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Behavioral Economics

Grants to USA Scholars for Economics
Research in the Context of Social Sciences

Agency Type:

Foundation / Corporation

Funding Source:

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Russell Sage Foundation (RSF)

LOI Date:


Deadline Date:

11/15/18 2:00 PM ET / 11:00 AM PT


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Grants to USA scholars for behavioral economics research that draws from economics, psychology, political science, sociology, and other social sciences. LOIs are due no later than August 20. Projects must examine and seek to improve the social and living conditions within the nation.

The Russell Sage Foundation's program on Behavioral Economics supports innovative research that uses behavioral insights from psychology, economics, sociology, political science and other social sciences to examine and improve social and living conditions in the United States. We seek investigator-initiated research proposals that will broaden understanding of the social, economic and political consequences of real-life behaviors and decisions. RSF is especially interested in research that contributes to understanding of topics of interest under its other programs—Future of Work; Race, Ethnicity and Immigration; Social Inequality.

The following examples illustrate, but do not exhaust, the topics and types of research the foundation would be interested in supporting:

Poverty, Inequality and Mobility:

Recent studies find that poverty and other forms of resource scarcity burden people's mental capacities and leave less 'mind' for other concerns. What does it mean for people's lives and their ability to function and make decisions? Behavioral insights may give us a better understanding of how financial scarcity, and individuals’ responses to it, affects their lives. For example, in Scarcity: Why Having Too Little Means So Much (2014), Mullainathan and Shafir show that scarcity creates a distinct psychology for everyone struggling to manage with less than they need, including why the poor and those maxed out on credit cards may fail to manage their money, and contribute to persistent poverty.

Public perceptions about inequality and mobility are often inaccurate. For example, Ariely and Norton (2011) show that there is a significant difference between what Americans think the distribution of wealth is (somewhat even), what they would prefer (more even than socialist Sweden), and how wealth is actually distributed. Behavioral insights may help us understand why individuals misperceive information, the consequences of such biases, and how these misperceptions might be corrected.

Labor Markets:

Compared to other fields, the progress in applying behavioral insights to labor economics has been more uneven and scattered. In the early days, Kahneman, Knetsch and Thaler (1986) provided survey evidence on notions of fairness which could justify the observed wage compression in several industries. Further, Thaler (1989) found that behavioral factors could help understand puzzling features of inter-industry wage differentials.More recently, Shapiro (2005) finds high impatience among food-stamp recipients, implying a significant preference for immediate consumption. Oreopoulos (2007) provides evidence of high impatience among students who drop out of school, forgoing high future returns of schooling. In the job search realm, DellaVigna et al. (2014) observe that newly unemployed individuals search hard for a job in response to loss of income, but over time, they may get used to the lower level of income and search less. They then search hard again in anticipation of unemployment benefits being cut, but ultimately may get use to this as well (reference dependence with a backward looking reference point).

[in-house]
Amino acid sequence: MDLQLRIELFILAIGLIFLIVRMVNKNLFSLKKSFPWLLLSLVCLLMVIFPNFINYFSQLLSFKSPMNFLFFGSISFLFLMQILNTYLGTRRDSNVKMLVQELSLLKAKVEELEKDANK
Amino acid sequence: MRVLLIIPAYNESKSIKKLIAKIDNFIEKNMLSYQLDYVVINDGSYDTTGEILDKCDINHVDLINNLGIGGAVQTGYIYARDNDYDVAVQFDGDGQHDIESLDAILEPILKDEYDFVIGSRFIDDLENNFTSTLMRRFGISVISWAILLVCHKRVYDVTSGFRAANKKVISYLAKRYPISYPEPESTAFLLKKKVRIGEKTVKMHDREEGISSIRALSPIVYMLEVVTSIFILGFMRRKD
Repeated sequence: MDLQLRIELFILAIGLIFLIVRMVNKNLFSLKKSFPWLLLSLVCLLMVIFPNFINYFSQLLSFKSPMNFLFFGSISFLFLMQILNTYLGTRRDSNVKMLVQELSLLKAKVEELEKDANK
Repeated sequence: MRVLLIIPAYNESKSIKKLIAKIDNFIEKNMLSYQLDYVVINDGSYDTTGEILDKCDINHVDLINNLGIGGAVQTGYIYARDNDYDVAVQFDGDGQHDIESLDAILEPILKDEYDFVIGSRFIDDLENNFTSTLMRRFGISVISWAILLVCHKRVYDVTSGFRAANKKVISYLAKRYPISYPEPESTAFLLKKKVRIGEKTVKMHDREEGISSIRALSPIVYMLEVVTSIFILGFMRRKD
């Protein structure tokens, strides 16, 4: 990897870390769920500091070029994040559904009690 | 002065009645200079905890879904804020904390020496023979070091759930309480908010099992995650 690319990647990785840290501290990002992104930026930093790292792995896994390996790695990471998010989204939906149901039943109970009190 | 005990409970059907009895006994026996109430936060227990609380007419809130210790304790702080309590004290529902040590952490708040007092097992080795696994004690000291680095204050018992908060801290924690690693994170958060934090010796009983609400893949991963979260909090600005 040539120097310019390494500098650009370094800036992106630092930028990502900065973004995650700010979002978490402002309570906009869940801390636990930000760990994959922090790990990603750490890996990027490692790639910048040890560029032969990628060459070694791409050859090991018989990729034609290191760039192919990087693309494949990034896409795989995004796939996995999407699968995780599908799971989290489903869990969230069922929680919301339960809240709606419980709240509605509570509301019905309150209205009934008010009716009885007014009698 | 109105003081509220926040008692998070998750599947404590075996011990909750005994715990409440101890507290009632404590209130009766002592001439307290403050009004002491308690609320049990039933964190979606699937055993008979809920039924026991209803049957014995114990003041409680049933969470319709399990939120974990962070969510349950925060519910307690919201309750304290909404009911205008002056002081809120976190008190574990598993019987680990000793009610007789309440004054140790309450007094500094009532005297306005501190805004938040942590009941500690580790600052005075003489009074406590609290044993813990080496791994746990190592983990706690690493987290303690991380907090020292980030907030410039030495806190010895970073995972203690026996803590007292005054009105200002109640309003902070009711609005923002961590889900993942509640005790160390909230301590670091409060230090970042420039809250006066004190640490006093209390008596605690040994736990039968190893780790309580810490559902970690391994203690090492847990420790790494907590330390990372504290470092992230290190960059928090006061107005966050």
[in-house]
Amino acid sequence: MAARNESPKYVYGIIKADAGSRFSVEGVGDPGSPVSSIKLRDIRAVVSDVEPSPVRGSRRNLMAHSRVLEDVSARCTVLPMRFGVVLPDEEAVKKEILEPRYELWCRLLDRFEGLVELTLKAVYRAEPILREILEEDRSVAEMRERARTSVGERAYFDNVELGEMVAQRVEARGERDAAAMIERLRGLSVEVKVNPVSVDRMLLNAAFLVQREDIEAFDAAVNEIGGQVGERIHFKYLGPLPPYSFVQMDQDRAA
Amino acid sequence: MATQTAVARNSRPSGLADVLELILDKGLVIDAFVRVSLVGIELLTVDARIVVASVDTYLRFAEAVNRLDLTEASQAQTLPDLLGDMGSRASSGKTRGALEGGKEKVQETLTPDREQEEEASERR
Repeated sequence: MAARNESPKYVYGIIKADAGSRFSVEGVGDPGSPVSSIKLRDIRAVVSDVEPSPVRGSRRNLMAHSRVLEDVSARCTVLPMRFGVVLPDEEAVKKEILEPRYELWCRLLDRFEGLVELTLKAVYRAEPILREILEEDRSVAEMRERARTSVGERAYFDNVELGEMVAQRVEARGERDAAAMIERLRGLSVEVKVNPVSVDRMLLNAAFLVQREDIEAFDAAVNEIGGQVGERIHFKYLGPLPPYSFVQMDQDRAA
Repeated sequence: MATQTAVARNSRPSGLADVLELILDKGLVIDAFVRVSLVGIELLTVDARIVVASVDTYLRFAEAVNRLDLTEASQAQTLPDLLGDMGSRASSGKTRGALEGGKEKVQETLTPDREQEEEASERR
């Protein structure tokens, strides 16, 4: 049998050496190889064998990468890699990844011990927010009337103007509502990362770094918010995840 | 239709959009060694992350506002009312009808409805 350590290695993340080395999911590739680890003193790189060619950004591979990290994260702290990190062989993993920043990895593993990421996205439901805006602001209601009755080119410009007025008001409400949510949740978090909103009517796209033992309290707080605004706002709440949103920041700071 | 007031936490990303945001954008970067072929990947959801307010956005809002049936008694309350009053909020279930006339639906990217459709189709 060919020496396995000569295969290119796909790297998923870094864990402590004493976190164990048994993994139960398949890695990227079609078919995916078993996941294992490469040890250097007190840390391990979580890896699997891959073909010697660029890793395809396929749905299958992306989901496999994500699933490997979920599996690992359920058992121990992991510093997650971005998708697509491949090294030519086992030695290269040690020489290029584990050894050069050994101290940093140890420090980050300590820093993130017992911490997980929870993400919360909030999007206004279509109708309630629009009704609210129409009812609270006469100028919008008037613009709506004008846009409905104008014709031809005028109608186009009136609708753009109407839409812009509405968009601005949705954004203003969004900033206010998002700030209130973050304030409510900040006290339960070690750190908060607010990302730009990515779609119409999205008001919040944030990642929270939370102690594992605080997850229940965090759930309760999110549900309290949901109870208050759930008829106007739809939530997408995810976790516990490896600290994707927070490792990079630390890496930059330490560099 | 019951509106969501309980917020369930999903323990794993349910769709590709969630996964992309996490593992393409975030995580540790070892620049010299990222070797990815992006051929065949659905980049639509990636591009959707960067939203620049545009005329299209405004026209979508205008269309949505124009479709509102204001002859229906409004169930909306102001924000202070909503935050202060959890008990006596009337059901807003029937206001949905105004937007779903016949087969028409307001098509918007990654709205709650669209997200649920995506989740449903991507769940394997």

Parenting and Child Development:

Resource scarcity may also influence parenting and child development. Research shows that the gaps in children’s achievement and behavior are due in part to the differences in parenting in rich and poor families. Using insights from behavioral economics, Gennetian et al. (2014) examine ways in which small design features of interventions (e.g. opt-in defaults, reminders, social norm messaging) can be adjusted to augment the impacts of early education and care initiatives, potentially improving parent engagement and children's developmental outcomes, especially for lower-income families.

Research in behavioral science offers insights into the difficulty of behavior change. For example, decisions that involve tradeoffs between costs and benefits occurring at different times (i.e., intertemporal choices) and the tendency to over-value immediate rewards at the expense of long-term intentions (i.e., present bias) may make it hard for parents to give up leisure (or work) today in order to invest time and effort for a distant return in children’s human capital. Kalil (2014) uses behavioral insights to better understand what motivates parents to invest in their children and to inform the design of policies to reduce inequality in children’s skill development. Research by Andreoni and Sprenger (2012) also shows that for low-income parents a tendency to discount the future may arise from uncertainty about whether the time and effort they spend on their children will help their child succeed.

Racial and Ethnic Bias:

Recent studies have documented the existence of in-group racial biases in employment, criminal, judicial and educational settings. While social and legal changes have eliminated many institutionalized forms of racial discrimination, the same policy tools may have less leverage against implicit racial stereotypes. For example, Bertrand and Mullainathan (2003) provide evidence that race affects the benefits of a better resume—for Caucasian names, a higher quality resume elicits 30 percent more callbacks whereas for African American names, it elicits a far smaller increase—suggesting that racial discrimination is still a prominent feature of the labor market. In another study, Pope et al. (2014) show that individual NBA referees became unbiased after being made aware of their racial biases in referee calls of personal fouls through widespread media exposure, suggesting that raising awareness of even subtle forms of racism can bring about meaningful change.